Air Seeding: An Innovative Reforestation Method


Posted : October 6, 2017

South Konawe – More than 24 million hectares of land in Indonesia are critically damaged, according to the Ministry of Environment and Forestry (KLHK). Rehabilitating such a vast area of land requires an effective measure and concerted efforts by multistakeholders. Air seeding, or spreading tree seedlings from a flying helicopter, is one of the innovative ways to address land degradation that continues to spread at an alarming rate. Hilman Nugroho, Director General of River Bank Control and Protected Forest, KLHK, shared his views during the ‘Air Seeding Inauguration’ in Landono Sub-District, South Konawe District, Southeast Sulawesi Province on 15 September 2017.

The total area of critically degraded land in three districts in South Sulawesi, namely East Kolaka, Konawe, and South Konawe Districts, reaches up to 291,669 hectares – comprising 122,471 hectares of forest area and 169,198 hectares of areas beyond the forest. This number is expected to increase if rehabilitation efforts are not improved. Kalla Foundation through co-funding partnership with MCA-Indonesia is rehabilitating 7,000 hectares of critically degraded land in those three districts in Southeast Sulawesi Province, combining air seeding as well as manual planting methods.

Hilman commends the air seeding activity as an innovation in reforestation efforts in Indonesia. “The Ministry of Environment and Forestry will replicate air seeding in other areas if it is proven effective. One of the potential areas for air seeding is the mountainous areas around Citarum River in West Java Province.”

Rochmat Jatmiko, Kalla Foundation’s Project Leader, explains that reforestation through manual planting will cover 1,500 hectares of land while air seeding will cover 5,500 hectares of land.

Technically, 55 tons of seeds will be scattered from a flying helicopter for two weeks, taking up a total of 55 hours. Every hour, air seeding will cover 100 hectares of land. The seedlings to be planted include Sengon wood, Gmelina, Akasia Mangium, Red and White Kaliandra.

Long before the air seeding activity, a series of trainings for communities have been conducted. “We are fully aware that forest rehabilitation requires capacity building for community. Without the community, the ecosystem balance that we aim for will never be achieved,” said Rochmat.

Air seeding method is particularly useful to reach areas that are difficult to access such as hilly areas or steep valleys. According to Ali Imran, Kalla Foundation’s Reforestation Manager, air seeding is faster and cheaper compared to manual planting. To illustrate, 30,000 seedlings are scattered over one hectare of land. Out of that figure, 800-1000 trees will grow. This is more efficient compared to relying on manual labour that are unable to access difficult terrains and take a much longer time to cover the vast areas.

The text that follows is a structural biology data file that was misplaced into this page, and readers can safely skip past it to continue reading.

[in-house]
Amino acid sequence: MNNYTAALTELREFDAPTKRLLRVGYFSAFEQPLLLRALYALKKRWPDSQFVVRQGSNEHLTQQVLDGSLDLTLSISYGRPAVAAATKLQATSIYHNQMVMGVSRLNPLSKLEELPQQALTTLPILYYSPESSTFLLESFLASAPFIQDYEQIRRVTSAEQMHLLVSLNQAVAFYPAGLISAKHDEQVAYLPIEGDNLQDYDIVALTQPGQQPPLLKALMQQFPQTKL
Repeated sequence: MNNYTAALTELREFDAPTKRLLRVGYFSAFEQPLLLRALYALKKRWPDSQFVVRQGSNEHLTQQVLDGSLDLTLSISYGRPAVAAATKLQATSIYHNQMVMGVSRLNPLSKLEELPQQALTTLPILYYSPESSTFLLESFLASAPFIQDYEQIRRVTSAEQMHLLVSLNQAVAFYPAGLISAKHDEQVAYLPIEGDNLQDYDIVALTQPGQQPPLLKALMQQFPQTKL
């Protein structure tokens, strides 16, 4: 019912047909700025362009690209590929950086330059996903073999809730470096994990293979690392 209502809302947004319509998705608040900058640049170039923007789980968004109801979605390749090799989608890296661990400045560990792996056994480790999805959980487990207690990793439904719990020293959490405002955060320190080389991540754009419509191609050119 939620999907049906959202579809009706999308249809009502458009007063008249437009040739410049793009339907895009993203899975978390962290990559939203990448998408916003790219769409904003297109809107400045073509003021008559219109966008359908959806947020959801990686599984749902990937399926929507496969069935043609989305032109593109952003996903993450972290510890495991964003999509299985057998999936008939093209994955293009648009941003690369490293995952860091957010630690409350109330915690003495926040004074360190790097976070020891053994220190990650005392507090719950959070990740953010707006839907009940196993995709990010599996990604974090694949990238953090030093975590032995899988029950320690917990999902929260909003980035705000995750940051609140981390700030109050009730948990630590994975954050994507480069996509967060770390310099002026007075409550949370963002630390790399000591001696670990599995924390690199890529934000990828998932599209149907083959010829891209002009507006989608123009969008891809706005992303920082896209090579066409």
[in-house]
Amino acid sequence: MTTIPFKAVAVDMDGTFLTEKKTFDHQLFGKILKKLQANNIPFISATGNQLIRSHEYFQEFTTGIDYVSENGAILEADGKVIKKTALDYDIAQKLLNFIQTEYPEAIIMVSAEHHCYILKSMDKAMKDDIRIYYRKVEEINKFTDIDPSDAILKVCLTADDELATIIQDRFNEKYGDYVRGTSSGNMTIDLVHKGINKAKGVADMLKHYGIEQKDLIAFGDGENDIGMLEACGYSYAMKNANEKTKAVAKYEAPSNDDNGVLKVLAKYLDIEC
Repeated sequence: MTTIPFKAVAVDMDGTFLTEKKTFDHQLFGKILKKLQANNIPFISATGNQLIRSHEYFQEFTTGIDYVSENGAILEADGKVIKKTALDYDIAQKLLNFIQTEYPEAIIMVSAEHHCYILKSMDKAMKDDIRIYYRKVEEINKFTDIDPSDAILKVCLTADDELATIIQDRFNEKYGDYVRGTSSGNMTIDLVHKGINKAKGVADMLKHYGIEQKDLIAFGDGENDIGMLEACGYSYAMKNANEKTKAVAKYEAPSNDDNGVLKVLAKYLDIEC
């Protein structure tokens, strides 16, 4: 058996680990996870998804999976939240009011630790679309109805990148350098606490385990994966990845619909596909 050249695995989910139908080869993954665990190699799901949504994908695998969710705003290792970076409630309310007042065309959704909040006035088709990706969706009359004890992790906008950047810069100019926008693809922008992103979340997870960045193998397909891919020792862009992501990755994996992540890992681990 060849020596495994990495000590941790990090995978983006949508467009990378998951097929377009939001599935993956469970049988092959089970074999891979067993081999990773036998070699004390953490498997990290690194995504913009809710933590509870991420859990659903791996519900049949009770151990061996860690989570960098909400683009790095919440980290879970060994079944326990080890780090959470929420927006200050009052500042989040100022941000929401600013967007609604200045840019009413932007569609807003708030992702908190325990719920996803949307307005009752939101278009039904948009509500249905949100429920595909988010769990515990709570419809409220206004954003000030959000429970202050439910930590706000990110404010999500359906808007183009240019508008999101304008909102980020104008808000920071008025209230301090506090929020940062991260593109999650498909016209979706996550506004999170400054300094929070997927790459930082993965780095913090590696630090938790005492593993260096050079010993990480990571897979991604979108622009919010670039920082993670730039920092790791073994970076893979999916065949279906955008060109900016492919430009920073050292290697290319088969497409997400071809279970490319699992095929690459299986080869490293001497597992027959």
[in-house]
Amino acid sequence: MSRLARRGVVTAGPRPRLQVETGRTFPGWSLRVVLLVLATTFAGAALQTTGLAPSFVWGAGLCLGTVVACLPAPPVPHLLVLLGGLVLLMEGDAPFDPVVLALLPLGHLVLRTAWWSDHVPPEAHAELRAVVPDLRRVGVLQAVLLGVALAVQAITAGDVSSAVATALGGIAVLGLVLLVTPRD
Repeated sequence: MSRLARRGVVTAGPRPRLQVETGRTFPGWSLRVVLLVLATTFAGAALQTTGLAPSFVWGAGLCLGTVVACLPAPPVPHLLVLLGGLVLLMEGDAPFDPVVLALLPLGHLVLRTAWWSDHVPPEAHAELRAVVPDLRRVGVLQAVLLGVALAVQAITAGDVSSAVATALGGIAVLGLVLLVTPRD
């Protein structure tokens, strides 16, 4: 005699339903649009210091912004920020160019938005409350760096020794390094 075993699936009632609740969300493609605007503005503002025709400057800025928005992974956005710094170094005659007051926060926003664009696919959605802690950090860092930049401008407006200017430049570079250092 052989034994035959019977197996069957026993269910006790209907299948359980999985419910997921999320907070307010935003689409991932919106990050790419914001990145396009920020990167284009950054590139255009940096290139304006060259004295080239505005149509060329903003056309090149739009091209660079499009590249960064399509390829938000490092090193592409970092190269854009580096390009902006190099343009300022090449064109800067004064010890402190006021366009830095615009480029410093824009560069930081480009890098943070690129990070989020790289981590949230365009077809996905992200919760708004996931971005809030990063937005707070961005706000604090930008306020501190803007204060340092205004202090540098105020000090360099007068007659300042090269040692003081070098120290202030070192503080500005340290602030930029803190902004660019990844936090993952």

MCA-Indonesia’s Associate Director for Partnership Grants Hery Kameswara hopes that the partnership in Southeast Sulawesi Province can contribute to the government’s national reforestation efforts, particularly to cover larger areas through air seeding method while at the same time empowering the community.

The reforestation activity is part of a partnership between Kalla Foundation and MCA – Indonesia under the Green Prosperity Project that aims to reduce poverty through low-carbon economic growth. Since January 2016, the project has been implemented in 90 villages in the three districts. Aside from reforestation, Kalla Foundation trained 7,000 farmers on agroforestry, 260 cocoa farmers on seed fermentation as well as rehabilitated 10,500 hectares of cocoa field.

Bupati of South Konawe District, Arsalim, applauds the initiative to launch air seeding. He believes the effort is highly beneficial for the community and forest sustainability in the long run. To ensure optimal result, the district government will coordinate with different stakeholders as well as the provincial government.

For farmers like Zaenuddin (31 years old) and Mastin (37 years old) who live in Landono Village, reforestation helps them obtain seedlings to be grown in their fields. “Previously, it was difficult to obtain these seedlings. Thanks to this program, we received many seedlings for our fields. We hope reforestation activities will be increased in the coming years,” said Mastin. (Amir Gofur and Intan Febriani/MCA-Indonesia)